Corporate Joshua Hoole, a soldier with the British Army, died at the age of 26 whilst on an army fitness test in 2016. He was engaged in heavy training on Brecon Beacons in excessively high temperatures.
Fellow troops became ill due to the intensive heat and it was clear that these were extraordinary circumstances in which to ask personnel to train. The procedure is that if temperatures exceed 20 degrees Celsius then training should be stopped.
Joshua’s father attributes his son’s death to the excessive heat and exercise on that day as he was an extremely fit soldier.
Policy guidelines were not followed so that the fitness test continued in spite of the temperature.
The MoD’s response has been to hold out two individuals responsible for this fitness test for this incident and to consider a court martial. This is in spite of the fact that the civilian police have already concluded that no criminal offences occurred.
Beyond Endurance Recommendations
Joshua’s death came three years after three other soldiers died in the same mountain range in the Brecon Beacons in 2013.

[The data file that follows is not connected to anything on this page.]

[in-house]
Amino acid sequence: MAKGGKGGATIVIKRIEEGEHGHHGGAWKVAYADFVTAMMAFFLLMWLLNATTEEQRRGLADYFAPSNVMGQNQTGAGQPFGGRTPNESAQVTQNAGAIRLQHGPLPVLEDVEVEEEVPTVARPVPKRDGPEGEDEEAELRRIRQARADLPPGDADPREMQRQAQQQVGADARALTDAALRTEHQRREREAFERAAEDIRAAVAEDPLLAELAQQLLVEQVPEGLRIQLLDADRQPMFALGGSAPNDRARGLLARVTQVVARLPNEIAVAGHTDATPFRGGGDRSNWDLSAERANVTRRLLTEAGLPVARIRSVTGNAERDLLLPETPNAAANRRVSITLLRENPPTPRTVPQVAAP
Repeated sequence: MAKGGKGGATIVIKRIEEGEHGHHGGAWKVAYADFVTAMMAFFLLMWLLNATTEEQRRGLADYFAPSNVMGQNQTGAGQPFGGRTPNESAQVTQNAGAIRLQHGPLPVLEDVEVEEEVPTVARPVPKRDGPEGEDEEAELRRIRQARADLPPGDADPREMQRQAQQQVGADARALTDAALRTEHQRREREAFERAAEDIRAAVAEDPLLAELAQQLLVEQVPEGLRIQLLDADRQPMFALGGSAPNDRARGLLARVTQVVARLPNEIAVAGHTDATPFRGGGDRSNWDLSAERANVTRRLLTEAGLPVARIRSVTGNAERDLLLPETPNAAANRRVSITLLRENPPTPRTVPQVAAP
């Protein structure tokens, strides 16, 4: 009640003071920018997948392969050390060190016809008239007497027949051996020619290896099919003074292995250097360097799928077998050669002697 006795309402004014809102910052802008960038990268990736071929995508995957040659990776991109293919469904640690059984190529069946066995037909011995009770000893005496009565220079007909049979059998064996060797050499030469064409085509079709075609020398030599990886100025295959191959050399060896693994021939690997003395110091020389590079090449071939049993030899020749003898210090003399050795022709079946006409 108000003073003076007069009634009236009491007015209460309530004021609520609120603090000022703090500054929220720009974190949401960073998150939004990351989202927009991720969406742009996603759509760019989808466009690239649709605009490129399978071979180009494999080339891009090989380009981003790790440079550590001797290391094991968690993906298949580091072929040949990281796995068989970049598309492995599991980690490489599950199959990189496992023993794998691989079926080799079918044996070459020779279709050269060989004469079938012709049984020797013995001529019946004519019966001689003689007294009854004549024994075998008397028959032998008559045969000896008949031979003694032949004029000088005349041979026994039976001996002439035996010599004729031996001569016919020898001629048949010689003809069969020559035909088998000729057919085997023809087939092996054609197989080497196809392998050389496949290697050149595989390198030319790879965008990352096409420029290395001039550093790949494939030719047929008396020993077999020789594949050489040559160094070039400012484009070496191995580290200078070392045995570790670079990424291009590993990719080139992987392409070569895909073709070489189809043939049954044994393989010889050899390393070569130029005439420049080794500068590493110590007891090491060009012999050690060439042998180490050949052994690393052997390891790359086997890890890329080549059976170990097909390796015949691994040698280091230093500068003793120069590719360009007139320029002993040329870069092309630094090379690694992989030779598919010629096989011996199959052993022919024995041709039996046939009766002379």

The Defence Committee held an Inquiry and published its report “Beyond endurance? Military Exercises and the duty of care” in response to these three deaths in 2016.
Hilary Meredith, Chair at Hilary Meredith Solicitors, provided evidence at the Inquiry, calling for the MOD to be subject to sanctions under the Corporate Manslaughter and Corporate Homicide Act 2007, without exemption.
The Inquiry agreed and found that it was wrong for the armed forces to have exemptions to the Act. Nevertheless, the Government rejected the recommendations of that committee.
We believe it is wrong for the MoD to be protected from prosecution under the Corporate Manslaughter and Corporate Homicide Act in such circumstances as there is a reckless disregard for life, as is demonstrated by the loss of life arising from these incidents on Brecon.
I fully support Hilary’s Meredith’s campaign for changes in the law as follows:
1. Removal of immunity from prosecution under the Corporate Manslaughter Act
2. The MOD should not use individual personnel as scapegoats for failure, like any other enterprise responsibility rests with the heads of the organisations, not the individuals within it.